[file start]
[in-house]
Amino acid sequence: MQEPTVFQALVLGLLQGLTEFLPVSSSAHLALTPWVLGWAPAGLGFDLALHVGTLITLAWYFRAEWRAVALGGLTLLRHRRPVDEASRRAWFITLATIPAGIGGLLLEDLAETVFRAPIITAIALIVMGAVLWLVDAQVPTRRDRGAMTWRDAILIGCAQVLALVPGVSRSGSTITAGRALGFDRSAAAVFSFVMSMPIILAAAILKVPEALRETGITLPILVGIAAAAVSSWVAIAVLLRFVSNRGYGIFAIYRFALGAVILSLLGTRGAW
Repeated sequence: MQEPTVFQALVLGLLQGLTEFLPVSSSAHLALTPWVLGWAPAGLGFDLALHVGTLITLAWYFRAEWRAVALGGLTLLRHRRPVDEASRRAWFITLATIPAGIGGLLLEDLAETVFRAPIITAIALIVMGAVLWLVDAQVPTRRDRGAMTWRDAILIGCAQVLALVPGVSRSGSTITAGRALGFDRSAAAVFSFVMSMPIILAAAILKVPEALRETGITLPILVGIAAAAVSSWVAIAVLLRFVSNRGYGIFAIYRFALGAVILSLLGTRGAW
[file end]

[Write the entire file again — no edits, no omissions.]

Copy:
[in-house]
Amino acid sequence: MQEPTVFQALVLGLLQGLTEFLPVSSSAHLALTPWVLGWAPAGLGFDLALHVGTLITLAWYFRAEWRAVALGGLTLLRHRRPVDEASRRAWFITLATIPAGIGGLLLEDLAETVFRAPIITAIALIVMGAVLWLVDAQVPTRRDRGAMTWRDAILIGCAQVLALVPGVSRSGSTITAGRALGFDRSAAAVFSFVMSMPIILAAAILKVPEALRETGITLPILVGIAAAAVSSWVAIAVLLRFVSNRGYGIFAIYRFALGAVILSLLGTRGAW
Repeated sequence: MQEPTVFQALVLGLLQGLTEFLPVSSSAHLALTPWVLGWAPAGLGFDLALHVGTLITLAWYFRAEWRAVALGGLTLLRHRRPVDEASRRAWFITLATIPAGIGGLLLEDLAETVFRAPIITAIALIVMGAVLWLVDAQVPTRRDRGAMTWRDAILIGCAQVLALVPGVSRSGSTITAGRALGFDRSAAAVFSFVMSMPIILAAAILKVPEALRETGITLPILVGIAAAAVSSWVAIAVLLRFVSNRGYGIFAIYRFALGAVILSLLGTRGAW